Kawhi Leonard, his Trade Request, and Potentially a new Super Team in the NBA
As the dust has begun to settle following the 2017-18 NBA Season that was among the more predictable seasons in NBA history, many speculated that this offseason would be one of the most wild, unpredictable ones yet. That offseason officially began on Friday, June 15, as Kawhi Leonard made it known through various media leaks that he no longer desires to play for the San Antonio Spurs.
There were rumors throughout the season that he may want to be traded, or just didn’t want to play under Coach Popovich anymore, but the rumor was that the only reason his trade request never became official was due to the fact that he could earn a $219,000,000 supermax contract for staying in San Antonio. Now, according to those leaks from several media outlets, the money no longer matters, and he just wants to be gone.
In a series of tweets, an article, and a video essay, Shams Charania (@ShamsCharania) from Yahoo Sports, make it abundantly clear that his sources around the league were telling him that Kawhi Leonard has grown uncomfortable with the Spurs. Adrian Wojnarowski (@wojespn) then expanded on these reports, explaining that the Lakers are Kawhi’s preferred trade destination, but are not likely to actually land the superstar.
Kawhi Leonard, when healthy, is widely regarded as the best two-way player in the entire NBA. In the 2016-17 NBA season, he finished third in MVP voting behind Russell Westbrook and James Harden, though the argument could be made that he should have won the award. That was the last time we saw Leonard fully healthy though, in that 2016-17 season, as in that postseason he sprained his ankle against the Houston Rockets, and then re-sprained it against Zaza Pachulia and the Golden State Warriors. He was not healthy during this most recent season, playing just nine games while dealing with a quad injury that stemmed from his ankle issues in the playoffs.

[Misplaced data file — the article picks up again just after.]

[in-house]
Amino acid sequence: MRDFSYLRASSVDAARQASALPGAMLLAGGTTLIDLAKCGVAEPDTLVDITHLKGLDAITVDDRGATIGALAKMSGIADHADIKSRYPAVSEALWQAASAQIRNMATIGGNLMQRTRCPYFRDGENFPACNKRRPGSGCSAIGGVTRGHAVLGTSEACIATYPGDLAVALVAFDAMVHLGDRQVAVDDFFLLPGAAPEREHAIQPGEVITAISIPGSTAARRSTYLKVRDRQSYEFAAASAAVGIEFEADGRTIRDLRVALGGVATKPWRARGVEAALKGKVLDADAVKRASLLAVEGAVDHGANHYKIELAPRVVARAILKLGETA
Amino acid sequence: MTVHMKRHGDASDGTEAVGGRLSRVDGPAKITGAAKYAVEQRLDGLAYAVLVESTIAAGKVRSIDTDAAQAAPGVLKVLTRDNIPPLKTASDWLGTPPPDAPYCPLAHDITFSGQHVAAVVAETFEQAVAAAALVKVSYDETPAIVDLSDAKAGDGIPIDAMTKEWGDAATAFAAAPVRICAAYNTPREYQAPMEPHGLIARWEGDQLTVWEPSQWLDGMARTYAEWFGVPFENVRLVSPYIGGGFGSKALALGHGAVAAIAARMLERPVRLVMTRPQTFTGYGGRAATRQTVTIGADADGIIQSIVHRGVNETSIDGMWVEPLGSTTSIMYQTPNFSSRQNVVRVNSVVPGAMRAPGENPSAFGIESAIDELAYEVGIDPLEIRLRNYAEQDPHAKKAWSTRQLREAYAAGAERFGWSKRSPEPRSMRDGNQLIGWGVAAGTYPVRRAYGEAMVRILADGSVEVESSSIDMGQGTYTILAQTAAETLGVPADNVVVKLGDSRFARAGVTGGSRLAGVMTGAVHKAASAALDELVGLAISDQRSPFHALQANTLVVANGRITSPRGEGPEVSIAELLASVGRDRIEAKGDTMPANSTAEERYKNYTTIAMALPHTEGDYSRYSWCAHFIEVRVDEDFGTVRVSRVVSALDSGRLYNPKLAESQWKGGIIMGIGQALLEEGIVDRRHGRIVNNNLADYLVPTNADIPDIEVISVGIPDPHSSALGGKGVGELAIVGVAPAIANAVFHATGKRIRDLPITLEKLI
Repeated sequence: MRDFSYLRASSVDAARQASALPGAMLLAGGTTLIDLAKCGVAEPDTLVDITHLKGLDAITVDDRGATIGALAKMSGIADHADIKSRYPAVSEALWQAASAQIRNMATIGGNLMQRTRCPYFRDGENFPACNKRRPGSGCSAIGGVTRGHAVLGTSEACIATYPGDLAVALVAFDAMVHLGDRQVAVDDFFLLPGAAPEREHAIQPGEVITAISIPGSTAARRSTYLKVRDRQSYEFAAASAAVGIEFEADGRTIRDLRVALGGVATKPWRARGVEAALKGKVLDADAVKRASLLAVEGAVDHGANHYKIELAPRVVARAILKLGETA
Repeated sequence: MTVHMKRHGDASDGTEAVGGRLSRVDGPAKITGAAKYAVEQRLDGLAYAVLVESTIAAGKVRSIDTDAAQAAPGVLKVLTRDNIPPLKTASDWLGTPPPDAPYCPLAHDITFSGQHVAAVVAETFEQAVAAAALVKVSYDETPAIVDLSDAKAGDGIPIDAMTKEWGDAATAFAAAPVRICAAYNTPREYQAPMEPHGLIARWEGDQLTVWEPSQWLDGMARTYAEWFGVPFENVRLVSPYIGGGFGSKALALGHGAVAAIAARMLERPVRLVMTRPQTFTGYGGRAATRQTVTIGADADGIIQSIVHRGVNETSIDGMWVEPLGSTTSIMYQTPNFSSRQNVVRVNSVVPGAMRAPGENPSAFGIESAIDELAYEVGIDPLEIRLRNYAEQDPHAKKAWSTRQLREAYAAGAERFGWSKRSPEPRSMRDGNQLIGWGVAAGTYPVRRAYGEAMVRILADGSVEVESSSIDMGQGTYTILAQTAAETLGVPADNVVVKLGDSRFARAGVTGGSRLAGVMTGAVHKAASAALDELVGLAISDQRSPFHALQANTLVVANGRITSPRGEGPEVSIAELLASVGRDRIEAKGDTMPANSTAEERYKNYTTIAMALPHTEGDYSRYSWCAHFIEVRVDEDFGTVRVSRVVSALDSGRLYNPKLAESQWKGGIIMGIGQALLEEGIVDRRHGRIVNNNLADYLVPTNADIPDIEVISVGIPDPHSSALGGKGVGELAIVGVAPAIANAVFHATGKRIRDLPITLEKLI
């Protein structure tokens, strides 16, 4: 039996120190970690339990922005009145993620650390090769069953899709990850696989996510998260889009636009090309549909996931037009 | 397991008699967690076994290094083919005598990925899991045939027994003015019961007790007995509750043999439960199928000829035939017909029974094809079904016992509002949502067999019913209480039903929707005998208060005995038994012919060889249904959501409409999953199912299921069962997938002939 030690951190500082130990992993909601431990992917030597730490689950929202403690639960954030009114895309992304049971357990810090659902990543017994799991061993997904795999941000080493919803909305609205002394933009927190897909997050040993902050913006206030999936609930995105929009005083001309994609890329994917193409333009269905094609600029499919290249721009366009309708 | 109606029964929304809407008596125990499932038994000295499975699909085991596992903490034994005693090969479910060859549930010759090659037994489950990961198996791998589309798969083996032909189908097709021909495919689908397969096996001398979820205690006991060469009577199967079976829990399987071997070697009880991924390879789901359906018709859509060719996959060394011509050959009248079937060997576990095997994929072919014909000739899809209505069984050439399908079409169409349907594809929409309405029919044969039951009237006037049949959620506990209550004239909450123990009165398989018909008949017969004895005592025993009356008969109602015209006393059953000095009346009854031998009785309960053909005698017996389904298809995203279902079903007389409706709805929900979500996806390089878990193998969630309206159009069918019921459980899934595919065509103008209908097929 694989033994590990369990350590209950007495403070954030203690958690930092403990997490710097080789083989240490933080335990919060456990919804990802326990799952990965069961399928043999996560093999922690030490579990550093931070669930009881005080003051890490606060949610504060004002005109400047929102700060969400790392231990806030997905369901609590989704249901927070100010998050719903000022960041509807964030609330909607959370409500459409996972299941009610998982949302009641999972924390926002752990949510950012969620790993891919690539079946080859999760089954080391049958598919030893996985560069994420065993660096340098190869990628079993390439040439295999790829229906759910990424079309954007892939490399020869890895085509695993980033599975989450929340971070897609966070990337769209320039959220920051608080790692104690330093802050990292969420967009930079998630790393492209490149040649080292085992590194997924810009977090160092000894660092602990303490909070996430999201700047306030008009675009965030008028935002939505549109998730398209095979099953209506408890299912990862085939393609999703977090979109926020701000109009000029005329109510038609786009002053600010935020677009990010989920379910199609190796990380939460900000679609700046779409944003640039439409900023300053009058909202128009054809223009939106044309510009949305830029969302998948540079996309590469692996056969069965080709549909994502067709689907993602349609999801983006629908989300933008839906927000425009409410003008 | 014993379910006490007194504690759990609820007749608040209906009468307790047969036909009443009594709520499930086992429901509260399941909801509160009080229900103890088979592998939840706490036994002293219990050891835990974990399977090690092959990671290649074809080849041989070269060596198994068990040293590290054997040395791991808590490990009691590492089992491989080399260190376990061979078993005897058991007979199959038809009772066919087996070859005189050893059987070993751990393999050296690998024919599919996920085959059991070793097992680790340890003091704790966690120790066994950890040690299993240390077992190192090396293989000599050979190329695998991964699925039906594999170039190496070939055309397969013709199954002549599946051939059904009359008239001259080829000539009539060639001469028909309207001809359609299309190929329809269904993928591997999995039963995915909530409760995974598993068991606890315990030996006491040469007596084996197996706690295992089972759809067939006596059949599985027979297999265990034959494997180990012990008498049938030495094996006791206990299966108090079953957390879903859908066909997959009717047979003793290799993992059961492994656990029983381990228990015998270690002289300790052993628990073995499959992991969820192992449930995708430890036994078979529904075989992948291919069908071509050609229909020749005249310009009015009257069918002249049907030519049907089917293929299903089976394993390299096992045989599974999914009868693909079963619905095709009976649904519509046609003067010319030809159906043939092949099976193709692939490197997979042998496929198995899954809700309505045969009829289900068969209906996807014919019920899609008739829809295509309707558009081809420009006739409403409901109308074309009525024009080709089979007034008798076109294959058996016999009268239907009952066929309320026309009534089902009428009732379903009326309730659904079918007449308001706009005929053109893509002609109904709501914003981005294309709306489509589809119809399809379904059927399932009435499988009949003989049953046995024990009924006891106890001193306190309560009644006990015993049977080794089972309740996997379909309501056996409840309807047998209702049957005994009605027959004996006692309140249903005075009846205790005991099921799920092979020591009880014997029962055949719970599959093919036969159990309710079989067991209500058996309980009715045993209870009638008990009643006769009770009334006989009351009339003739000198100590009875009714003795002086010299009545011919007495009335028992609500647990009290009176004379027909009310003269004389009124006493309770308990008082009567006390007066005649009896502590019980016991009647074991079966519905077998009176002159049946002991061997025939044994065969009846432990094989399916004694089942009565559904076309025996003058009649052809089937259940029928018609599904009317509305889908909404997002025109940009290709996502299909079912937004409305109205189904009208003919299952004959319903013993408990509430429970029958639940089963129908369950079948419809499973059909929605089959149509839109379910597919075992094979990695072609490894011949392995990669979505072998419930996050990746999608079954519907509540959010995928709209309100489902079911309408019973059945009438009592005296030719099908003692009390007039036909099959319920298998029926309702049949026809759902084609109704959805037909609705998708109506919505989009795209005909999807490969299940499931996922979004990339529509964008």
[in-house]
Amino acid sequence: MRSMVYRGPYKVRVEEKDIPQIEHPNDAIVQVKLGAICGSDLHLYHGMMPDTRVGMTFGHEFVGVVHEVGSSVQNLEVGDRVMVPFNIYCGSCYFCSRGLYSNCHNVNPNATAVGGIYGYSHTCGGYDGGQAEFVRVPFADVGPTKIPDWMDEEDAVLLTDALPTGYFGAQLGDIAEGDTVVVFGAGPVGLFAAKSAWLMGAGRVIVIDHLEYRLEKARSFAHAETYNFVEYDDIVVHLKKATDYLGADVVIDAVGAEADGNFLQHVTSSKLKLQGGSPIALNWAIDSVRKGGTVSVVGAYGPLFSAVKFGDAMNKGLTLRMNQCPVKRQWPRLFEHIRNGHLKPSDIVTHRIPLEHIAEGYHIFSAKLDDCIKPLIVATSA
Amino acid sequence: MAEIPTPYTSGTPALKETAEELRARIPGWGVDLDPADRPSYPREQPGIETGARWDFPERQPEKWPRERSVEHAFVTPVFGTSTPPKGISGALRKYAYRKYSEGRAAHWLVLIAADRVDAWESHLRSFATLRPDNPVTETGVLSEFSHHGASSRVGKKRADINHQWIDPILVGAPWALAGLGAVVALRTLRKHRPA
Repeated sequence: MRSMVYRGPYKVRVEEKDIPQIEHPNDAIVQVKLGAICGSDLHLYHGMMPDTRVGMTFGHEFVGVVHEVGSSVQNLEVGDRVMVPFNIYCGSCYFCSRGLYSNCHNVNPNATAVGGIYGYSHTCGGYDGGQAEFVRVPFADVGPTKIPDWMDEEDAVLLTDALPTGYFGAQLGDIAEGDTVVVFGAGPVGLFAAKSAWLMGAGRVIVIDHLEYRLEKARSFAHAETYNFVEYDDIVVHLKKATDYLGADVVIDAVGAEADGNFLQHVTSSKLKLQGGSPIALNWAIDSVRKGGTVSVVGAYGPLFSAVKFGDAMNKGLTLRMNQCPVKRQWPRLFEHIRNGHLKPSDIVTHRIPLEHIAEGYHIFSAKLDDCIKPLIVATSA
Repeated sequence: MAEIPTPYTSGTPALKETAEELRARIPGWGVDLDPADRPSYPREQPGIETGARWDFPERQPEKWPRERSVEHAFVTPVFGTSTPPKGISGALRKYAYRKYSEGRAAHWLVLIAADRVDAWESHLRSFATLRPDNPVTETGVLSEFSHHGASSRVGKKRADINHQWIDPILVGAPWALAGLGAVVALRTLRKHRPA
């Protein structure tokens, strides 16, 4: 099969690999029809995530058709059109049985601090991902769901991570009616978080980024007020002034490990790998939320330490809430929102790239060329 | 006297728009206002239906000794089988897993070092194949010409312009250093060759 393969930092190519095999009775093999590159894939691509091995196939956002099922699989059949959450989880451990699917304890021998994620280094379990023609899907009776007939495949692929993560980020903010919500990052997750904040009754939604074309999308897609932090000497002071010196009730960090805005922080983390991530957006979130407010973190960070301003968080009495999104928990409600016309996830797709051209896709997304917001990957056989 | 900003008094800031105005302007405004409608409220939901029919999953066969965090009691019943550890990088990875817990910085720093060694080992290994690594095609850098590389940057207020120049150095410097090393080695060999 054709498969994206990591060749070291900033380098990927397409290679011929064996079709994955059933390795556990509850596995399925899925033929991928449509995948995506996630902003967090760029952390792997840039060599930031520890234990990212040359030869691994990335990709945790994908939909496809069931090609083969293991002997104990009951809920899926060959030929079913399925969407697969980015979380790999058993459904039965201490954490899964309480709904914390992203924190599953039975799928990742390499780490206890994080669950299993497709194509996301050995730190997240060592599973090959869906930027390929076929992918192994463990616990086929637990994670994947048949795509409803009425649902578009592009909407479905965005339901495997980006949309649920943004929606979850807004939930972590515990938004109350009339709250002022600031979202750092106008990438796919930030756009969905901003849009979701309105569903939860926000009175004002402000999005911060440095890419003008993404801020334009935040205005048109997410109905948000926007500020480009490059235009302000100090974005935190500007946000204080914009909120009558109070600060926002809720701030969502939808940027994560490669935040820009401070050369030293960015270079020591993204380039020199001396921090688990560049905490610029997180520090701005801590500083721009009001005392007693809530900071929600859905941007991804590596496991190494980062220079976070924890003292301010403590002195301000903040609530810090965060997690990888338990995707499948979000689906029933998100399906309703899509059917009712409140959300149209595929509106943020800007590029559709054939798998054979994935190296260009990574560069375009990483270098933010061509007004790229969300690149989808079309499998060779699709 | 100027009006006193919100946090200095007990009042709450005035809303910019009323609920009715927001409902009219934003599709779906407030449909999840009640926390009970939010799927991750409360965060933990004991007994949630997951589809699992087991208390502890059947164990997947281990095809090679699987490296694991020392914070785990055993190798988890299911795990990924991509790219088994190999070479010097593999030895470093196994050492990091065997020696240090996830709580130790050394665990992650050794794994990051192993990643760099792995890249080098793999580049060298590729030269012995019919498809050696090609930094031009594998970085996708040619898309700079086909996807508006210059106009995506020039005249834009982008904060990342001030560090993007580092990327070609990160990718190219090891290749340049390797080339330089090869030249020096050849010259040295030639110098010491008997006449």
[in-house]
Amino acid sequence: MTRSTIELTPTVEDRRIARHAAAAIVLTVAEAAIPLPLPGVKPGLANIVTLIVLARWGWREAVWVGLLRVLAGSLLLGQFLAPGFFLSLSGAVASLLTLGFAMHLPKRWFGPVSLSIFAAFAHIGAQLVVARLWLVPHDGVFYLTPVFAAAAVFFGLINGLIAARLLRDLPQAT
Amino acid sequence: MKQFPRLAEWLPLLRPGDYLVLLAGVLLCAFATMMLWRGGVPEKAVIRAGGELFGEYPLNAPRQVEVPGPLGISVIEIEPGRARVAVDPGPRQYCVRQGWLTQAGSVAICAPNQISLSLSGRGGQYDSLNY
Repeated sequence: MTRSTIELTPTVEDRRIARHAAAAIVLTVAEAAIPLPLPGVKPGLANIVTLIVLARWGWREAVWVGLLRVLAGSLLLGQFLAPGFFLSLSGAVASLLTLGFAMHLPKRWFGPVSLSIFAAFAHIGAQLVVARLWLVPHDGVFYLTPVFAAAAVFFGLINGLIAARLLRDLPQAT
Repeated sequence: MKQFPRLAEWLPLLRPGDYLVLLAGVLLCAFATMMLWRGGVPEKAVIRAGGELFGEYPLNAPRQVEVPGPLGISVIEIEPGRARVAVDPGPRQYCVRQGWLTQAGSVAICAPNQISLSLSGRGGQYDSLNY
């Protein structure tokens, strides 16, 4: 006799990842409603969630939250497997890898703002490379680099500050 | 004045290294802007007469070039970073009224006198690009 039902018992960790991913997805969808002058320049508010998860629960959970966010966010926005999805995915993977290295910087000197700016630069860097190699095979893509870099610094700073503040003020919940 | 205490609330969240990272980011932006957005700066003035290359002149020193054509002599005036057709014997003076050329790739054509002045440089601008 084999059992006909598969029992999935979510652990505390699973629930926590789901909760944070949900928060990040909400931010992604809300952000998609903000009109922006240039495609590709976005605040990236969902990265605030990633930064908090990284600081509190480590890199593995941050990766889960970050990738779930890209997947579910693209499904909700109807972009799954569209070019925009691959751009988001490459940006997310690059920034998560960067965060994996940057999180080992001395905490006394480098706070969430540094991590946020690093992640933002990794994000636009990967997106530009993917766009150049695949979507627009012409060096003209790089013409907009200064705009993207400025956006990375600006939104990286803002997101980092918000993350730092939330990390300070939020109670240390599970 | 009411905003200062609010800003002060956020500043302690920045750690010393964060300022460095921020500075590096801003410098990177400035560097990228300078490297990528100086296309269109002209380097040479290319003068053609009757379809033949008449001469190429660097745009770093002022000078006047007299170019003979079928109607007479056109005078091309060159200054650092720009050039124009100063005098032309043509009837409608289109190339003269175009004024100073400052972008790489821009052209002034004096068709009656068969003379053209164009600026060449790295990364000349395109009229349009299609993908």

During his career, Kawhi Leonard has averaged 16.3 ppg, 6.2 rpg, 2.3 apg, 1.8 apg. He has averaged those 16.3 ppg on 49.5% shooting from the floor and 38.6% shooting from three. Now, just looking at his career averages, those don't look like numbers of a player who should be getting paid a $219 million supermax contract, but what those overall numbers don’t show is this: every year since entering the league, his scoring numbers have increased by roughly four points per game, and in his last full season, he averaged 25.5 ppg. He has gotten significantly better from an offensive standpoint with each passing year in the league, and is about to turn 27 years old. His prime is still ahead of him, and he has already been the DPOY twice, an All-Star twice, and he was the 2013-14 NBA Finals MVP.